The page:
What’s distressing here is the extent to which a federal healthcare agency dedicated to funding research into best practices in healthcare should be in any political or policy danger to begin with. AHRQ has focused strongly on providing funding for research that helps providers to develop more clinically effective and cost-effective care delivery at a time when new strategies are desperately needed.
Jeff Smith, vice president of public policy for AMIA, the Bethesda, Md.-based American Medical Informatics Association, told me this week that “AHRQ has a foundational role to play towards improving care and lowering cost. They are the research and development arm of HHS, and essentially go to work every day to figure out more efficient ways of delivering healthcare. I think it’s a vital agency inside the department,” he added. “So cutting the research budget for AHRQ is really cutting off the nose to spite the face, at a time when the message seems to be resonating.”
Putting all of this in context, Smith (who joined AMIA in his present role on June 1, after serving as vice president of public policy at the Ann Arbor, Mich.-based College of Healthcare Information Management Executives, CHIME) noted that, “For a long time, the National Institutes of health has been underfunded. And recently, there’s been a lot of acknowledgement that we as a country have suffered through underfunding basic research. Yet there is this misunderstanding related to AHRQ, because in a lot of ways, AHRQ is the basic R&D agency working to help figure out how to fund healthcare in new and more efficient ways. And the conversation needs to be about delivering tools to providers to deliver care more efficiently.”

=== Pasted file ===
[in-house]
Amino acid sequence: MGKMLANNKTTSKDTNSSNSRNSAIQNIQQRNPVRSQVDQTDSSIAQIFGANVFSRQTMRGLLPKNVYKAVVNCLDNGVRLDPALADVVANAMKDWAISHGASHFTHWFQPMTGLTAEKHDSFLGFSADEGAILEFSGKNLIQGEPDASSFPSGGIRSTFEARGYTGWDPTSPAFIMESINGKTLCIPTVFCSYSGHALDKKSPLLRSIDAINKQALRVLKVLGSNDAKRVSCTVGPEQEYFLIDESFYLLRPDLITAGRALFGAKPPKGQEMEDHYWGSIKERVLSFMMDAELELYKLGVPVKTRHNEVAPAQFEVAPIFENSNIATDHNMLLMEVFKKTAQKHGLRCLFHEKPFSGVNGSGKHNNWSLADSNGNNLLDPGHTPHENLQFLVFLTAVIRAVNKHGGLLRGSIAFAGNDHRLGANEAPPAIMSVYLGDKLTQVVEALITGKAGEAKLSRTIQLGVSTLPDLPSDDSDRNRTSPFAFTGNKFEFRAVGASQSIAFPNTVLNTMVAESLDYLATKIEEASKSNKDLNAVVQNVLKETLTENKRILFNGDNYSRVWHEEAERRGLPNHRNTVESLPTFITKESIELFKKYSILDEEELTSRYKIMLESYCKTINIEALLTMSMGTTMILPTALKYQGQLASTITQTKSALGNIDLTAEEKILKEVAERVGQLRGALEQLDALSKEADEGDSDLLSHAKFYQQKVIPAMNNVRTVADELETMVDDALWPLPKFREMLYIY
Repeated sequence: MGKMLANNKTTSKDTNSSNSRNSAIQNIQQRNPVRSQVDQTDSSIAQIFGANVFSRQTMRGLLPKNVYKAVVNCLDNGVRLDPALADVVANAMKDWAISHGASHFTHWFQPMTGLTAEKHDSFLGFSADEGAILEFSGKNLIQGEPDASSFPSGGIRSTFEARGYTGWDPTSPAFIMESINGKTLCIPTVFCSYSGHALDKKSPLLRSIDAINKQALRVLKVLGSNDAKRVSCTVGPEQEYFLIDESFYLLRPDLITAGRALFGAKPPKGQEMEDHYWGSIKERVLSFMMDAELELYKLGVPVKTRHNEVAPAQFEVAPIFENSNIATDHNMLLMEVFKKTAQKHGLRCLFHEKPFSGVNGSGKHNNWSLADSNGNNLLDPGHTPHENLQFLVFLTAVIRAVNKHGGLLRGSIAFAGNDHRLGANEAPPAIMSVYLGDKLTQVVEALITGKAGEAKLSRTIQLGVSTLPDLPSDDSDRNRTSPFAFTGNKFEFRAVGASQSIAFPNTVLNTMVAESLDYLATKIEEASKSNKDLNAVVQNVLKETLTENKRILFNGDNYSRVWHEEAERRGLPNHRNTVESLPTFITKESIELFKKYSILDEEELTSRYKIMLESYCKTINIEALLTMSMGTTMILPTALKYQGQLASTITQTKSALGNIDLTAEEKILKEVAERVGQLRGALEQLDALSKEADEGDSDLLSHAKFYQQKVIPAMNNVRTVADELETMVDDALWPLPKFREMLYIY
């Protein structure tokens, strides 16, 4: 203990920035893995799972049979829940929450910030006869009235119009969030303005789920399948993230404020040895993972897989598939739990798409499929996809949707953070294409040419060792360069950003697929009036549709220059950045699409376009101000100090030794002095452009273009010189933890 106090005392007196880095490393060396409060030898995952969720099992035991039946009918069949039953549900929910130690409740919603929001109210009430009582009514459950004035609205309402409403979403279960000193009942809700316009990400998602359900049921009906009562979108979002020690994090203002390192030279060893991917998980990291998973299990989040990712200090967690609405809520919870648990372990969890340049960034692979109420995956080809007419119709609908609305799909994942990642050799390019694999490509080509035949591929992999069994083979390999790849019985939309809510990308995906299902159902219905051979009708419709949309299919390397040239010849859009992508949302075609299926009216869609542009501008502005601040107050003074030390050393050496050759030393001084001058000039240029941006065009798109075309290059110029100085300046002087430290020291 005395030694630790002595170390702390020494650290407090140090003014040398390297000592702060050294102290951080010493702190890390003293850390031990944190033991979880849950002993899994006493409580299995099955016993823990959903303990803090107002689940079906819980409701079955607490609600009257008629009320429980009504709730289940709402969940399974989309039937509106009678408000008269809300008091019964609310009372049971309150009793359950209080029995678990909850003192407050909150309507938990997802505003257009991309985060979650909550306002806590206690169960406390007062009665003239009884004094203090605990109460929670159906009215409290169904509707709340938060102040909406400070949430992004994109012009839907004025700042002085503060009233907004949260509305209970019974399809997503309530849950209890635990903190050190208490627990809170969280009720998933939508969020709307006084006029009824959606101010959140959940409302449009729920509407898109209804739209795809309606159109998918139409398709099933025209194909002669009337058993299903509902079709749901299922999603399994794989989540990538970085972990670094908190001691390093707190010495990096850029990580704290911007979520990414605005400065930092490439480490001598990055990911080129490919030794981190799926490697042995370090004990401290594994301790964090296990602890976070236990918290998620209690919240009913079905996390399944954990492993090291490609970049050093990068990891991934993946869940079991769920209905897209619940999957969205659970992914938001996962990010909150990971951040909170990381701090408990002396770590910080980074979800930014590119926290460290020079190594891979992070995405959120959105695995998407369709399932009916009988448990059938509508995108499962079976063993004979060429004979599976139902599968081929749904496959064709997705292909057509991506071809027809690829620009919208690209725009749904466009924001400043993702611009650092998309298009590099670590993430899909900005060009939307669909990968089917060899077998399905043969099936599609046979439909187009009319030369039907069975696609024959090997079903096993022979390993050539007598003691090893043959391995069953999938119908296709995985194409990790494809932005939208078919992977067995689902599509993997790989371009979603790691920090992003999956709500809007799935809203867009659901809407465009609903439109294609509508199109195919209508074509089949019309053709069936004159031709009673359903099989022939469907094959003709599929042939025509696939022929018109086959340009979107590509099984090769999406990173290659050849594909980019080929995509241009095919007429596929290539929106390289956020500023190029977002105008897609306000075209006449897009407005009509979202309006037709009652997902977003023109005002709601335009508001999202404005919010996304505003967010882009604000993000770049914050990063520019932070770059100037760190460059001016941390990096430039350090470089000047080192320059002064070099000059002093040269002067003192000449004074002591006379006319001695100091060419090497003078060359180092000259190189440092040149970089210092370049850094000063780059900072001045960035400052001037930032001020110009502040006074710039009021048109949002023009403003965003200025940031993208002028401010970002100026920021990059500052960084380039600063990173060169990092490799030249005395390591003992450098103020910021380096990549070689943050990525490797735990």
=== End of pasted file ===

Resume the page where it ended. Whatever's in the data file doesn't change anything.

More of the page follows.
I must say, I’m totally with Jeff Smith on this. AHRQ has been a source of real support and facilitation for innovation in healthcare. And honestly, while in the abstract, a $440 million budget (or possibly, a $300 million budget) may sound big in the abstract, but in context, it is miniscule. Total U.S. healthcare spending in 2014 was over $3 trillion, while total Medicare and Medicaid spending in 2015 is expected to be about $1.4 trillion. So the amount spent on programs at AHRQ is a tiny percentage of one percent of total U.S. healthcare spending, and with a $100 million funding cut, far less even than that.
Think of it his way: if you were about to spend $3,000.00 on a restaurant meal and someone offered to help you figure out a way to save a meaningful portion of that restaurant bill by choosing your meal in a smarter way for less than a penny, would you refuse to spend a copper penny to do that?
Let’s hope that members of Congress, and their staffs, will rethink this move to defund AHRQ totally or even partially, and get back to serious discussions about how to optimize care delivery processes and make good choices as a nationwide healthcare system, at a time when research into best practices needs more than ever to be intelligently funded. And let’s hope that those members of Congress who are in positions of power over what aspects of healthcare to fund in the next few years open their eyes and see the wisdom of intelligently guided research into how to optimize our healthcare system’s delivery and payment processes.